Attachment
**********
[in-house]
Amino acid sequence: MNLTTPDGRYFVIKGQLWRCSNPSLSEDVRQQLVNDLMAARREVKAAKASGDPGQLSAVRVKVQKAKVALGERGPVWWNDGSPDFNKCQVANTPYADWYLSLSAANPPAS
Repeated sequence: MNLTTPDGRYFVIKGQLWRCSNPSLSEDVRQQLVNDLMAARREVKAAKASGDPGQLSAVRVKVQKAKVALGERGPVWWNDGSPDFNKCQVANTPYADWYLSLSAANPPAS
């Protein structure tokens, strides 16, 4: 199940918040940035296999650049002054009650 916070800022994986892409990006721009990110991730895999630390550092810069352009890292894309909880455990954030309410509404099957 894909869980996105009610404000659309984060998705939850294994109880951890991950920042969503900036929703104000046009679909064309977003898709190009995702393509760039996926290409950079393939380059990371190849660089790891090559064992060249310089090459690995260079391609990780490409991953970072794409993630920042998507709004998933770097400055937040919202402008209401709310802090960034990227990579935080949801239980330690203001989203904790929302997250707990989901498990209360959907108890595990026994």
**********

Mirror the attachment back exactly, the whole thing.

[in-house]
Amino acid sequence: MNLTTPDGRYFVIKGQLWRCSNPSLSEDVRQQLVNDLMAARREVKAAKASGDPGQLSAVRVKVQKAKVALGERGPVWWNDGSPDFNKCQVANTPYADWYLSLSAANPPAS
Repeated sequence: MNLTTPDGRYFVIKGQLWRCSNPSLSEDVRQQLVNDLMAARREVKAAKASGDPGQLSAVRVKVQKAKVALGERGPVWWNDGSPDFNKCQVANTPYADWYLSLSAANPPAS
């Protein structure tokens, strides 16, 4: 199940918040940035296999650049002054009650 916070800022994986892409990006721009990110991730895999630390550092810069352009890292894309909880455990954030309410509404099957 894909869980996105009610404000659309984060998705939850294994109880951890991950920042969503900036929703104000046009679909064309977003898709190009995702393509760039996926290409950079393939380059990371190849660089790891090559064992060249310089090459690995260079391609990780490409991953970072794409993630920042998507709004998933770097400055937040919202402008209401709310802090960034990227990579935080949801239980330690203001989203904790929302997250707990989901498990209360959907108890595990026994």